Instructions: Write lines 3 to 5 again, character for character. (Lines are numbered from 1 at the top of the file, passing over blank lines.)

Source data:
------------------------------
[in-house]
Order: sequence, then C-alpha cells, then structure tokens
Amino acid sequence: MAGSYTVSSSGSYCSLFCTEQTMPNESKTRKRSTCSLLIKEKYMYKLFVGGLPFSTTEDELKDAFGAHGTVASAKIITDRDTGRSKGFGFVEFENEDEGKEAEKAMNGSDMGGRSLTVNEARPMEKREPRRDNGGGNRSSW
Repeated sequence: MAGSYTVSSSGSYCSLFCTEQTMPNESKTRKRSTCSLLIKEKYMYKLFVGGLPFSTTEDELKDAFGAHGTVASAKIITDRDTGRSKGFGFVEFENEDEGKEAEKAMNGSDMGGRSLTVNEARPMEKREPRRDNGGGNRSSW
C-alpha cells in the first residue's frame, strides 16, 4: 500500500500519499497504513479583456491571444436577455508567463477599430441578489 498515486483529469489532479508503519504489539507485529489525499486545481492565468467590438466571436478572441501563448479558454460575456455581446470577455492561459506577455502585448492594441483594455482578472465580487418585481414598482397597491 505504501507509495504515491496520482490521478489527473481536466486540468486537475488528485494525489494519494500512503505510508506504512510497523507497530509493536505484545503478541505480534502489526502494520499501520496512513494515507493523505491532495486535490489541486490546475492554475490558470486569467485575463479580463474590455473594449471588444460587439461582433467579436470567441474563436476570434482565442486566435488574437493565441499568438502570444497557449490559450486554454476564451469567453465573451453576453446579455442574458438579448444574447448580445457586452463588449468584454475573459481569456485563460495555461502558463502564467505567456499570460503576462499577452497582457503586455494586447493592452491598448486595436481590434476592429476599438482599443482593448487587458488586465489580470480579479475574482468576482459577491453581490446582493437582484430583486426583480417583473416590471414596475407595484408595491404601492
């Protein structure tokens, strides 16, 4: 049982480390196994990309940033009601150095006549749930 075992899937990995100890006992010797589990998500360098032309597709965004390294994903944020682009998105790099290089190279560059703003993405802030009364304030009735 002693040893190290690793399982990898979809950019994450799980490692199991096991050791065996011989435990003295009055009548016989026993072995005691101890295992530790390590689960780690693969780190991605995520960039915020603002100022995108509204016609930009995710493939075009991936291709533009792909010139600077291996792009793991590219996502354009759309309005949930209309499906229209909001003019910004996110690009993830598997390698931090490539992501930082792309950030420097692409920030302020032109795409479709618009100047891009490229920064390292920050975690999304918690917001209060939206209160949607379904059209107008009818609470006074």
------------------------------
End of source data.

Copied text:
Amino acid sequence: MAGSYTVSSSGSYCSLFCTEQTMPNESKTRKRSTCSLLIKEKYMYKLFVGGLPFSTTEDELKDAFGAHGTVASAKIITDRDTGRSKGFGFVEFENEDEGKEAEKAMNGSDMGGRSLTVNEARPMEKREPRRDNGGGNRSSW
Repeated sequence: MAGSYTVSSSGSYCSLFCTEQTMPNESKTRKRSTCSLLIKEKYMYKLFVGGLPFSTTEDELKDAFGAHGTVASAKIITDRDTGRSKGFGFVEFENEDEGKEAEKAMNGSDMGGRSLTVNEARPMEKREPRRDNGGGNRSSW
C-alpha cells in the first residue's frame, strides 16, 4: 500500500500519499497504513479583456491571444436577455508567463477599430441578489 498515486483529469489532479508503519504489539507485529489525499486545481492565468467590438466571436478572441501563448479558454460575456455581446470577455492561459506577455502585448492594441483594455482578472465580487418585481414598482397597491 505504501507509495504515491496520482490521478489527473481536466486540468486537475488528485494525489494519494500512503505510508506504512510497523507497530509493536505484545503478541505480534502489526502494520499501520496512513494515507493523505491532495486535490489541486490546475492554475490558470486569467485575463479580463474590455473594449471588444460587439461582433467579436470567441474563436476570434482565442486566435488574437493565441499568438502570444497557449490559450486554454476564451469567453465573451453576453446579455442574458438579448444574447448580445457586452463588449468584454475573459481569456485563460495555461502558463502564467505567456499570460503576462499577452497582457503586455494586447493592452491598448486595436481590434476592429476599438482599443482593448487587458488586465489580470480579479475574482468576482459577491453581490446582493437582484430583486426583480417583473416590471414596475407595484408595491404601492